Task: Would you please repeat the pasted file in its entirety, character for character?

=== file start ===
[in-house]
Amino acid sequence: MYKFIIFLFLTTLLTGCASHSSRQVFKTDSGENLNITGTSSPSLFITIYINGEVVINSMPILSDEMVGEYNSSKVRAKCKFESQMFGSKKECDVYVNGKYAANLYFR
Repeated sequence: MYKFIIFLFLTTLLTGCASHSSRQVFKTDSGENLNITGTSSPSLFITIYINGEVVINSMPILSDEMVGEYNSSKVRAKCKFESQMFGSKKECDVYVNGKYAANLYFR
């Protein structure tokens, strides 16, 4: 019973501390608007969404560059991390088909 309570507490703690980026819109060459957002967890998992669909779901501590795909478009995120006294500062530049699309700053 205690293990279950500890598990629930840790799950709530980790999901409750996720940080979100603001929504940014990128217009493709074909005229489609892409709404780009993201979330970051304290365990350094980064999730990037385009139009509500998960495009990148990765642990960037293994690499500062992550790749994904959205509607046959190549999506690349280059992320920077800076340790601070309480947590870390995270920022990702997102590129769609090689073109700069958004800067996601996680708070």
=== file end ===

[in-house]
Amino acid sequence: MYKFIIFLFLTTLLTGCASHSSRQVFKTDSGENLNITGTSSPSLFITIYINGEVVINSMPILSDEMVGEYNSSKVRAKCKFESQMFGSKKECDVYVNGKYAANLYFR
Repeated sequence: MYKFIIFLFLTTLLTGCASHSSRQVFKTDSGENLNITGTSSPSLFITIYINGEVVINSMPILSDEMVGEYNSSKVRAKCKFESQMFGSKKECDVYVNGKYAANLYFR
């Protein structure tokens, strides 16, 4: 019973501390608007969404560059991390088909 309570507490703690980026819109060459957002967890998992669909779901501590795909478009995120006294500062530049699309700053 205690293990279950500890598990629930840790799950709530980790999901409750996720940080979100603001929504940014990128217009493709074909005229489609892409709404780009993201979330970051304290365990350094980064999730990037385009139009509500998960495009990148990765642990960037293994690499500062992550790749994904959205509607046959190549999506690349280059992320920077800076340790601070309480947590870390995270920022990702997102590129769609090689073109700069958004800067996601996680708070």